Check this tutorial if you want to create user login in yii 2

Yii has two methods to authorize users: ACF and RBAC.


The first one, ACF, is used in applications that require a minimal and simple access control. Basically, its behavior is based on five parameters:

  • allow: This parameter specifies whether this is an allow or deny rule; possible values are allow or deny
  • actions: This parameter specifies which actions this rule matches, and they are declared using an array of string
  • roles: This parameter specifies which user roles this rule matches; possible values are ?‘ and @, which mean respectively guest user and authenticated user
  • ips: This parameter specifies which client IP address this rule matches; the IP address that can contain * as a wildcard
  • verbs: This parameter specifies which verb (request method) this rules matches

By default, if no rule matches, access will be denied.

ACF is enabled by overwriting the behaviors() method of Controller and populating its access property with the content of some (or every one) of the preceding parameters.

    public function behaviors()
        return [
            'access' => [
                'class' => AccessControl::className(),
                'only' => ['login', 'logout', 'signup', 'index'],
                'rules' => [
                        'allow' => true,
                        'actions' => ['login', 'signup', 'index'],
                        'roles' => ['?'],
                        'allow' => true,
                        'actions' => ['logout'],
                        'roles' => ['@'],

In this example, the login, logout, signup, and index actions are enabled for guest users (all users) and the logout action is enabled only for authenticated ones.

ACF has many other parameters that can be defined, such as controllers , to define which controllers this rule matches (if it is empty, this means all controllers); matchCallback whose value is a PHP callable function called to verify whether this rule can be applied or not; and finally denyCallback, whose value is a PHP callable function used when this rule will deny access.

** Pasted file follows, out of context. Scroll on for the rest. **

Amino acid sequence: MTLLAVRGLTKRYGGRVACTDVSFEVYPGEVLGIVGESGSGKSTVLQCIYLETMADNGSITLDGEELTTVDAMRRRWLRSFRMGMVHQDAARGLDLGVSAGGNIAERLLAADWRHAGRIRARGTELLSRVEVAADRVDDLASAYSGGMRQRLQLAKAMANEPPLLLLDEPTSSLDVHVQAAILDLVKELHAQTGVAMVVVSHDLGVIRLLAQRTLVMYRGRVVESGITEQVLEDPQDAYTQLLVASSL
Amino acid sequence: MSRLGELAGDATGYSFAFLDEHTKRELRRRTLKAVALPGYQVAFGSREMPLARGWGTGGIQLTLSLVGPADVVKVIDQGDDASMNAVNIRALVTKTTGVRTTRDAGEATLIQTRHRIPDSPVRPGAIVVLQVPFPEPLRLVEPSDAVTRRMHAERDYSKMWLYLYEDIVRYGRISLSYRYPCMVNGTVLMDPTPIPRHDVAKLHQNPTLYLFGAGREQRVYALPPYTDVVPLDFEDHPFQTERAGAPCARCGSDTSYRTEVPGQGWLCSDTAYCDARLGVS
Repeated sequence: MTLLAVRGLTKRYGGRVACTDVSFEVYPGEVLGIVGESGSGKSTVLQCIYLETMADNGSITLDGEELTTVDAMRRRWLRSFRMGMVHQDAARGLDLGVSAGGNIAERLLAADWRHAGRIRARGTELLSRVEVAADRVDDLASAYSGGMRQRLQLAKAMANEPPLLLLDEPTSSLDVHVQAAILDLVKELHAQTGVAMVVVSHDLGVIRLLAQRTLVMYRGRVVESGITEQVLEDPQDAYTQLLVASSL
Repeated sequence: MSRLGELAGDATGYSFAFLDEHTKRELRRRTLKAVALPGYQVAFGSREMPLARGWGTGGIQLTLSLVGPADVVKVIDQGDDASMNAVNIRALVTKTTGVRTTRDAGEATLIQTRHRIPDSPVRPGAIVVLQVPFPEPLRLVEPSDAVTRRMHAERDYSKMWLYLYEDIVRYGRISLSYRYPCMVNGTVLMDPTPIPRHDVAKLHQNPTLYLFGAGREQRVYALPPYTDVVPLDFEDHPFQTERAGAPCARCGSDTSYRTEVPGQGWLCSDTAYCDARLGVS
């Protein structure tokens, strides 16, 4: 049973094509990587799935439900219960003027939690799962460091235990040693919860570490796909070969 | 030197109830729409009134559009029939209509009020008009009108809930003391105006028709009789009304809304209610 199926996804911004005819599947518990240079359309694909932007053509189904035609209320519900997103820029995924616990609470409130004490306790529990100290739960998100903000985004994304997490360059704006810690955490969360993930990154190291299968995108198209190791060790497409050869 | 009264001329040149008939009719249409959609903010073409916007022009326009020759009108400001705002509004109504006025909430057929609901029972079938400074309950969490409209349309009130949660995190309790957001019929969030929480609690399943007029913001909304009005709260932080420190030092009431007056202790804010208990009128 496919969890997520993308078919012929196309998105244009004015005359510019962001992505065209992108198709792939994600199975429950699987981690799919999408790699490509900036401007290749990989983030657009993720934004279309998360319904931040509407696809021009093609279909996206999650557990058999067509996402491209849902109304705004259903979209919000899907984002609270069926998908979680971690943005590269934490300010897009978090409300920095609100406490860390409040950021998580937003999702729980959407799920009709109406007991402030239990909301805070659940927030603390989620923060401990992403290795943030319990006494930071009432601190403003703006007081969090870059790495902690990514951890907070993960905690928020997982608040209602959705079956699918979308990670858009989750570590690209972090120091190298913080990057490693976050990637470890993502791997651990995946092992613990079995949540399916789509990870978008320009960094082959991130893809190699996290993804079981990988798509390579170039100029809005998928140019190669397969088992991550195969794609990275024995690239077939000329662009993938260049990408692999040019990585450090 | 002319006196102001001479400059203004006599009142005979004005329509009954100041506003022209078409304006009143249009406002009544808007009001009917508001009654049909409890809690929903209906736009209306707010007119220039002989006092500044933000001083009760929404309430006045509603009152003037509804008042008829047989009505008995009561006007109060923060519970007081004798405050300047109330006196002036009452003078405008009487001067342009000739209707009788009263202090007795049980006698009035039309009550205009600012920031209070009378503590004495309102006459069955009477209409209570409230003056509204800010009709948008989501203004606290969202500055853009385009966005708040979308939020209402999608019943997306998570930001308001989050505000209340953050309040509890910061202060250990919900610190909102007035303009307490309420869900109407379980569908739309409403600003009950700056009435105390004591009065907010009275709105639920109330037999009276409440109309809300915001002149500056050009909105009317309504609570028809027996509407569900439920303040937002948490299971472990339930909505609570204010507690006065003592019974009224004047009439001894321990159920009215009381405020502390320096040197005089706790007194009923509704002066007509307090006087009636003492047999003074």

When a rule is denied, there are two different behaviors according to the role of the user. If a guest is denied, a denied rule will call the yiiwebUser::loginRequired() method to redirect the user’s browser to the login page; if the user is authenticated, it will throw a yiiwebForbiddenHttpException exception.

This behavior can be customized using the denyCallback property mentioned earlier, and by defining the correct callable PHP function.

Obviously, any detail about the logged in user is not considered by this type of authorization. During configuration in the behaviors() method, in fact, no detail about the user ever appears (for example, role). So we cannot define more precisely which conditions a user can execute or not a controller action.

ACF suggests only if we have to limit access to an authenticated user, without needing some other details to allow the controller action to be executed.

But in all those cases in which it is enough to limit access based on the condition that the user is logged in or not, it is the best approach. In the REST API with limited access (where only the authenticated users are able to make calls), ACF is probably the best solution.